Omak begins budget talks

City will host workshops starting Tuesday night

— The city has begun its process of hammering out a budget for 2014.

City Council will host a series of budget workshops, starting at 6 p.m. Tuesday at City Hall, 2 N. Ash St.

“The 2014 city budget finds the city in a better, albeit not substantially better, position than previous years,” Mayor Cindy Gagne said.

There will also be workshops Nov. 19 and Nov. 25, before the final public hearing on the budget on Dec. 2.

The budget will be approved at the Dec. 16 council meeting.

“We’ve been fortunate that our sales tax revenues in 2013 are exceeding what we expected them to,” City Administrator Ralph Malone said.

Largely due to construction projects, including the sewer renovation project which has been ongoing in town, as well as the Family Health Center and Regency Omak construction projects, the city has received a “windfall” sales tax increase of about $90,000, Malone said.

Malone said it was important to note that those revenue streams will dry up as projects are completed.

“We also are confident they are going to continue in 2014 and so we’re basically projecting those revenues to come in,” he said.

The current budget proposal allocates that “one-time” revenue bump toward deferred capital replacement, he said.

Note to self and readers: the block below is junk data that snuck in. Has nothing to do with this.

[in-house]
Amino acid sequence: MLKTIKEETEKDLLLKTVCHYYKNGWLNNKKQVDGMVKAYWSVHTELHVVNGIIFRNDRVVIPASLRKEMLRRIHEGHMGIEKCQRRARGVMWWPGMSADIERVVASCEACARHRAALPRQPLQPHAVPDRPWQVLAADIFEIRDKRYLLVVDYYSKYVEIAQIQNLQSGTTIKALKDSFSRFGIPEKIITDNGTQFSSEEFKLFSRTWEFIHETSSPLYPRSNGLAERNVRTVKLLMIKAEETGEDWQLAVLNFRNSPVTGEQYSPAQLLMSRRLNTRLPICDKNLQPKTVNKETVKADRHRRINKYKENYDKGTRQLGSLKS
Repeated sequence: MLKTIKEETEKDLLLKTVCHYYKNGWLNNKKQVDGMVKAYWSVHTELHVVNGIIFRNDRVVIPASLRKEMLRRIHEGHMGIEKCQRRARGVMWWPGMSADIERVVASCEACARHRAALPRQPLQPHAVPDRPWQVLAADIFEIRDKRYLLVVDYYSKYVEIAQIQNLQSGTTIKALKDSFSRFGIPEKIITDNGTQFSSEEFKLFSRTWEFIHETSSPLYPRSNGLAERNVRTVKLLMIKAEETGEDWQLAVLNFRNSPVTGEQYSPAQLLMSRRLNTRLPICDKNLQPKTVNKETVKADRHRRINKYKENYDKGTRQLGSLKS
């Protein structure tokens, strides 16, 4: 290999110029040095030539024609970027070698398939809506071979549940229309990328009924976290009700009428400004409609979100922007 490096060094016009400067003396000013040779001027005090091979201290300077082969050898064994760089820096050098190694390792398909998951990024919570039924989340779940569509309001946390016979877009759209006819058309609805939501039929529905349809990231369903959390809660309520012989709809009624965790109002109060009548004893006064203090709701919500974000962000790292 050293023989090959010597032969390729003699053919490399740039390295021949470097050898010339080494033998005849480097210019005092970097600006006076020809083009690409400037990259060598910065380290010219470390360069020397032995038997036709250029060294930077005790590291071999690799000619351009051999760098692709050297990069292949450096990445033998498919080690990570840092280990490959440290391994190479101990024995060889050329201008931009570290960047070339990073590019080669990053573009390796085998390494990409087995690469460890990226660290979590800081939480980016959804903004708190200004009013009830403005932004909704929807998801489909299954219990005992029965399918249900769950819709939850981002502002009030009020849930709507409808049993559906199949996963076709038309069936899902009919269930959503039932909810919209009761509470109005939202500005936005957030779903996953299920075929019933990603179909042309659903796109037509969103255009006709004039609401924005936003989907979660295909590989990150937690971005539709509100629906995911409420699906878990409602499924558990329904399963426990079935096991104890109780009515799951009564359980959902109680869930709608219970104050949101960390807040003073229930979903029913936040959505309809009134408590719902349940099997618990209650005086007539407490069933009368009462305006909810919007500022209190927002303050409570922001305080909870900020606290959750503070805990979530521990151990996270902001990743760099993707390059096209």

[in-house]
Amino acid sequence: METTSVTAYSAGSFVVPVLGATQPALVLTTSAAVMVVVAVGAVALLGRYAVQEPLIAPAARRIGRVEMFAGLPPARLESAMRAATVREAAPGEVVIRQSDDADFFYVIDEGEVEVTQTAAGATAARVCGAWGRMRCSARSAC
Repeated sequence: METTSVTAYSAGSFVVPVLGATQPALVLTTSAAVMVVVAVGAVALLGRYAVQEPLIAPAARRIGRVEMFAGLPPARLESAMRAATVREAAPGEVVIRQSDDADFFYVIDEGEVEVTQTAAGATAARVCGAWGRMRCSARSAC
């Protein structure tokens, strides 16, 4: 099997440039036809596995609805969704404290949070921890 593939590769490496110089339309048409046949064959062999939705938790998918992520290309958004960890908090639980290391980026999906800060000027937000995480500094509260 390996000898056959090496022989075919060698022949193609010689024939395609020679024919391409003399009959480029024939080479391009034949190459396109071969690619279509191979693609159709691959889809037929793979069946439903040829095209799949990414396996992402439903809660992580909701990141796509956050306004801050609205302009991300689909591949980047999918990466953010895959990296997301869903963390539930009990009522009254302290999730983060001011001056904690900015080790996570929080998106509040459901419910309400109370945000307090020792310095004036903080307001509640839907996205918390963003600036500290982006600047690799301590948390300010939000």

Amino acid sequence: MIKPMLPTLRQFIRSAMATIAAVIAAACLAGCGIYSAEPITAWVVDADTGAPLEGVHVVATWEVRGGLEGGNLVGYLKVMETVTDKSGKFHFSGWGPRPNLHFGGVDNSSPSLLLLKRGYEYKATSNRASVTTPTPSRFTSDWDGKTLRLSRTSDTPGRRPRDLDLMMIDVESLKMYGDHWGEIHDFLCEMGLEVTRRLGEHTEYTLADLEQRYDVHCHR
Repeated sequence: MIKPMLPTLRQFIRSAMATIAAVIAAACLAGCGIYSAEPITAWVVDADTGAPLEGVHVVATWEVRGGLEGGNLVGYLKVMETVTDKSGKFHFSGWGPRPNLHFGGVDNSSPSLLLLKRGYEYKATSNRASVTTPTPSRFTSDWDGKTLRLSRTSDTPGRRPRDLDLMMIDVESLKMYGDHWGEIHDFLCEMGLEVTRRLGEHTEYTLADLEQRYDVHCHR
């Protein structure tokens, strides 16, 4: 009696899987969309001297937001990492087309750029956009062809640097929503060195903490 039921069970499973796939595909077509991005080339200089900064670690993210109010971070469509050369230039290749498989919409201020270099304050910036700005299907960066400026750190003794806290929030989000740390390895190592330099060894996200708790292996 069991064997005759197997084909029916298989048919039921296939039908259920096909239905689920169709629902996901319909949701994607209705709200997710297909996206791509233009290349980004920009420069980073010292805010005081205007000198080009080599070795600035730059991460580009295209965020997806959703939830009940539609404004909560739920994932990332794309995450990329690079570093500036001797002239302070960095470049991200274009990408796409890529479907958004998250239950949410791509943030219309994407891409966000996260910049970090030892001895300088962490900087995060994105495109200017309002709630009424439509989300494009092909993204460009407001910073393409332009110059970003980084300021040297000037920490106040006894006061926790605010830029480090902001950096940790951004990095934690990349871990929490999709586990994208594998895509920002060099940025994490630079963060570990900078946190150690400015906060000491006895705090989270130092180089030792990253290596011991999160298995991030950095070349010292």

The city had previously deferred replacing police vehicles for two to three years, so some of the increased tax revenue will replace the police vehicles, as well as the 13-year-old command vehicle of the Omak Fire Department and the code enforcement/animal control truck.

Some of the most contentious changes with the city, due to last year’s budget, was the elimination of two police officers.

Although the city has seen an increase in revenue, Malone said it is not likely Omak will be able to bring those positions back in 2014. While sales tax revenue has increased, Malone said much of the revenue sharing from the state has decreased.

The city has estimated revenue for the upcoming year to be about $3,444,784, while expenditures are estimated at $3,783,402.

The city’s ending fund balance is projected to decrease from $1,373,570 to $1,034,952.


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